Tuesday, January 26, 2010

The Disarming Technique: An Alternative to Defensiveness

John Gottman, in his study and observation of marriages, has pointed out four behaviors that he says, if left uncorrected, will destroy marriages. He calls them the “4 horsemen of the apocalypse”. They are criticism, defensiveness, contempt and stonewalling.
(see “Other Destructive Weeds”, Nov. 6, 2009 post to this blog).

Previous posts have dealt with alternatives to criticism. There are, no doubt, many other alternatives as well and I would encourage you to come up with some of your own. However, I have decided to move on to the next “horseman” and describe an alternative to defensiveness.

When we feel threatened or attacked, our first impulse is almost always to defend ourselves. However, this usually ends up moving us further away from our loved one and ends up making both of us feel even less connected, exactly what we don’t want.

So the first alternative to defensiveness is rather than to defend yourself, to actually look for and find something you can agree with. This takes a lot of courage, humility and will power but is very effective. David Burns, in his book, Feeling Good, refers to it as “the disarming technique” because it emotionally “disarms” the other person.

If someone accuses you of being rude, for example, instead of pointing out that you were not being rude and explaining, justifying (defending) your behavior, you can simply say, “You know, I agree. That probably did sound pretty rude when I said that. Thank you for letting me know.” What can the other person say? He or she was probably all geared up for a fight but with your response, there’s nothing to fight about anymore. And you’ve opened up the dialogue so you can talk and work together as friends and allies, rather than as opponents and enemies.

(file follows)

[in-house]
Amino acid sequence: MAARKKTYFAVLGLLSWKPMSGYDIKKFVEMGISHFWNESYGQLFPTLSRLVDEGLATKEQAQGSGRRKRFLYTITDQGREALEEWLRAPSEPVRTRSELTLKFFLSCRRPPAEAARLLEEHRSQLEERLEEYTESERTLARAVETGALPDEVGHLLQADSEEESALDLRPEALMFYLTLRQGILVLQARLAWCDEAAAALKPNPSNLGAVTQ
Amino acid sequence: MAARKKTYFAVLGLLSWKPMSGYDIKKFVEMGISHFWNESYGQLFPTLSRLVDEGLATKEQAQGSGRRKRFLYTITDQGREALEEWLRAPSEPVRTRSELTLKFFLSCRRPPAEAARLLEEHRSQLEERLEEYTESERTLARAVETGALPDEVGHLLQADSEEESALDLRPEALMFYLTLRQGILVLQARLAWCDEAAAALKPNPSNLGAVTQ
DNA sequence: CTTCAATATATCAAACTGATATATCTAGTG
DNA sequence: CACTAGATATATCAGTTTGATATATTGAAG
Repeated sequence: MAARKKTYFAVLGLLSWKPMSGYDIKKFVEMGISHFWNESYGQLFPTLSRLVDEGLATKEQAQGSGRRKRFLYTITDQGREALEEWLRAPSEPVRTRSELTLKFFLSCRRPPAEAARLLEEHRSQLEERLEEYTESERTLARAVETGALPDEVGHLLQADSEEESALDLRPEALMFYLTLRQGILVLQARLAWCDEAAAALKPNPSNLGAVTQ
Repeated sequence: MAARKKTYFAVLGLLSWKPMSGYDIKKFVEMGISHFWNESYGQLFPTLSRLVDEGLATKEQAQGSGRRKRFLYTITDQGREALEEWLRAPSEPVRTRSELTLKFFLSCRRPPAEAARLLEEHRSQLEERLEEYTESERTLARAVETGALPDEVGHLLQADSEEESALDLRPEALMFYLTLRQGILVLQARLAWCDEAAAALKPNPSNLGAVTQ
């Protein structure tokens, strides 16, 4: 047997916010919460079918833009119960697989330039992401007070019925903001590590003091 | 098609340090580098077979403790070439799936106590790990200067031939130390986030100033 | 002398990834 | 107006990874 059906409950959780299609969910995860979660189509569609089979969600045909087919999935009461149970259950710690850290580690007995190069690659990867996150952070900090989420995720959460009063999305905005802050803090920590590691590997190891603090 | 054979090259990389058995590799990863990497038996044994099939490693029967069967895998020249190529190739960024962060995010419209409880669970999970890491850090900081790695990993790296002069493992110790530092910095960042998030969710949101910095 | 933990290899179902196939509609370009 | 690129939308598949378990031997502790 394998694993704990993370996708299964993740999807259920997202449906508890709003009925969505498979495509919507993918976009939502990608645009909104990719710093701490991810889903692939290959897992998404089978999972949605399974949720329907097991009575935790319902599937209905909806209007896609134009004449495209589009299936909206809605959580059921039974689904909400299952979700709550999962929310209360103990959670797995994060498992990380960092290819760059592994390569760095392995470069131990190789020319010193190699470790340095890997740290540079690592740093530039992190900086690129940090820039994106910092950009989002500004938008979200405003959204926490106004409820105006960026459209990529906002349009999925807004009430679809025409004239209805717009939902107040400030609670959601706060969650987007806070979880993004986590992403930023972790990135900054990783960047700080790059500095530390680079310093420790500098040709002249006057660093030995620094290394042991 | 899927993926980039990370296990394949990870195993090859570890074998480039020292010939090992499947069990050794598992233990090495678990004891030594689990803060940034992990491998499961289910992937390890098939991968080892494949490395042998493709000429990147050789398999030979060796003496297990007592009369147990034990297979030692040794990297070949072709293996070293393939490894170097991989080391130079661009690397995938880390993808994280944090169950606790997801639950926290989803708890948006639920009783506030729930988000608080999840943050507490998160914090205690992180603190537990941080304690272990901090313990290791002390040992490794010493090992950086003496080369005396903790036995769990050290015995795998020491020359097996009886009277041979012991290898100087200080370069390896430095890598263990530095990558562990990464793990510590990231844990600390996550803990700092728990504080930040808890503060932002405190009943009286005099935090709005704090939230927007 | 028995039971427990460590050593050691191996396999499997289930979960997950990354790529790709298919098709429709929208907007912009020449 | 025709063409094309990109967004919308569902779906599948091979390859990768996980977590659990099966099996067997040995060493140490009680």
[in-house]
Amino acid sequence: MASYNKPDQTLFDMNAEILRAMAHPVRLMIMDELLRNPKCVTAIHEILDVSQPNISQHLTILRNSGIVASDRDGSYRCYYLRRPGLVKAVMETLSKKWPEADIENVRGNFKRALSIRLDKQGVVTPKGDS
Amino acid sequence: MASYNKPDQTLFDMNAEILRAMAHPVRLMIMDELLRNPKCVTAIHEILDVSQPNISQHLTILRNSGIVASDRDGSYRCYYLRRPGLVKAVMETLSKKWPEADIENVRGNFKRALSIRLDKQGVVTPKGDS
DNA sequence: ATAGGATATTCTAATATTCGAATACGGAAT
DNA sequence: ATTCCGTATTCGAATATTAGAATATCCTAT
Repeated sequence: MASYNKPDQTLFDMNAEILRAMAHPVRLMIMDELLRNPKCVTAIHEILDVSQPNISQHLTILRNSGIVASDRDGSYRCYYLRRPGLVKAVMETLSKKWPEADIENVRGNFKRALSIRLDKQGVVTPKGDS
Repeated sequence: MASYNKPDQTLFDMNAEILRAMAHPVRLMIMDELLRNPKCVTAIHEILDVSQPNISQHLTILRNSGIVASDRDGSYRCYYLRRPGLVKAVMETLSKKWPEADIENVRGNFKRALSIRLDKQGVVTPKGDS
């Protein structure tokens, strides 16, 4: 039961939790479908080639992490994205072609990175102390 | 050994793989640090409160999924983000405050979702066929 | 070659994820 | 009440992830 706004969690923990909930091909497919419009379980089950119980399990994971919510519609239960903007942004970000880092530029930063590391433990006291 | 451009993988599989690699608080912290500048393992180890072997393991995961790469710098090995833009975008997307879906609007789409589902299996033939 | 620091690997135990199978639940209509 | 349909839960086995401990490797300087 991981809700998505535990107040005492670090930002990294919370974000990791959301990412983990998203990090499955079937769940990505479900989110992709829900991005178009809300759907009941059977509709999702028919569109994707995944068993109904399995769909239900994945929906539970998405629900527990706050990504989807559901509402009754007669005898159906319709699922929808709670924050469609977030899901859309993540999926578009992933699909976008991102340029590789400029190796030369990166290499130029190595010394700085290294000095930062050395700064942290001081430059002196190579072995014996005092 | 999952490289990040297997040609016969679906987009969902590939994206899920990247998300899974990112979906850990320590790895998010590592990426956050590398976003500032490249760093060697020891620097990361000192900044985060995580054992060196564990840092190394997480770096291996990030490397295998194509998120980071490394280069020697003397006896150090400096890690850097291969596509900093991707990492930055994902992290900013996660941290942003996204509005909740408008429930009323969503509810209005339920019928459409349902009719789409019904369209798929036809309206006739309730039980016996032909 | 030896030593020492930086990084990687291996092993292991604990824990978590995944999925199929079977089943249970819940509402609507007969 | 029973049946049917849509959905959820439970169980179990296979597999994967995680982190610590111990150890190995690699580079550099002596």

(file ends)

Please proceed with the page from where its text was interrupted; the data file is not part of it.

Friday, January 15, 2010

New Year's Resolution: Celebrate Success!

When I work with couples (or even individuals) I often hear complaints, as you would expect. Almost always, though, within the complaint is an acknowledgement of some success. Usually, the “successes” are down-played and the “failures” are emphasized. However, the fact that they (the successes) are even mentioned shows that they are noted, just dismissed.

My suggestion (and new year’s resolution) is to pay more attention to successes, to progress along the way. The reality is, it will take quite a while to obtain perfection in relationships or in anything. Even when we feel one area has improved, there’s always the next area. So when do we celebrate? Certainly, waiting for perfection is a very long wait! So why not just celebrate along the way? Celebrate each success, each little bit of progress, each effort!

Let’s make 2010 a year to celebrate!